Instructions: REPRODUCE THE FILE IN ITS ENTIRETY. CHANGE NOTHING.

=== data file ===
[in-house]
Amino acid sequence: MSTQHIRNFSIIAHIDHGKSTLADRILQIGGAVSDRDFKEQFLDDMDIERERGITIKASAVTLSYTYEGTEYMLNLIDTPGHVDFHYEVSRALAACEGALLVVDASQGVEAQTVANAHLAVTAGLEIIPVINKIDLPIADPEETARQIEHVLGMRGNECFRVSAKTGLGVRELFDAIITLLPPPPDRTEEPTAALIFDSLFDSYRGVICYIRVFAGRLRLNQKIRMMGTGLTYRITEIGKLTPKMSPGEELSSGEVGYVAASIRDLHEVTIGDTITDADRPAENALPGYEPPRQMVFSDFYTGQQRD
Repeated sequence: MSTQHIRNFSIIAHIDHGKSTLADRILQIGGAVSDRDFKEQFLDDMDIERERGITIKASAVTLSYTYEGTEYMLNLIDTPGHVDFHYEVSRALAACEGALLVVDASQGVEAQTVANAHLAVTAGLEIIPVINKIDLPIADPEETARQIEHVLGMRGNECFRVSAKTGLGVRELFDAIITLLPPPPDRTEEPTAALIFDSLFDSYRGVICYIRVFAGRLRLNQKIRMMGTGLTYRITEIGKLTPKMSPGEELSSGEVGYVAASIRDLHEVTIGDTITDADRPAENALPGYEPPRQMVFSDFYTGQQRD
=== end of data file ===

[in-house]
Amino acid sequence: MSTQHIRNFSIIAHIDHGKSTLADRILQIGGAVSDRDFKEQFLDDMDIERERGITIKASAVTLSYTYEGTEYMLNLIDTPGHVDFHYEVSRALAACEGALLVVDASQGVEAQTVANAHLAVTAGLEIIPVINKIDLPIADPEETARQIEHVLGMRGNECFRVSAKTGLGVRELFDAIITLLPPPPDRTEEPTAALIFDSLFDSYRGVICYIRVFAGRLRLNQKIRMMGTGLTYRITEIGKLTPKMSPGEELSSGEVGYVAASIRDLHEVTIGDTITDADRPAENALPGYEPPRQMVFSDFYTGQQRD
Repeated sequence: MSTQHIRNFSIIAHIDHGKSTLADRILQIGGAVSDRDFKEQFLDDMDIERERGITIKASAVTLSYTYEGTEYMLNLIDTPGHVDFHYEVSRALAACEGALLVVDASQGVEAQTVANAHLAVTAGLEIIPVINKIDLPIADPEETARQIEHVLGMRGNECFRVSAKTGLGVRELFDAIITLLPPPPDRTEEPTAALIFDSLFDSYRGVICYIRVFAGRLRLNQKIRMMGTGLTYRITEIGKLTPKMSPGEELSSGEVGYVAASIRDLHEVTIGDTITDADRPAENALPGYEPPRQMVFSDFYTGQQRD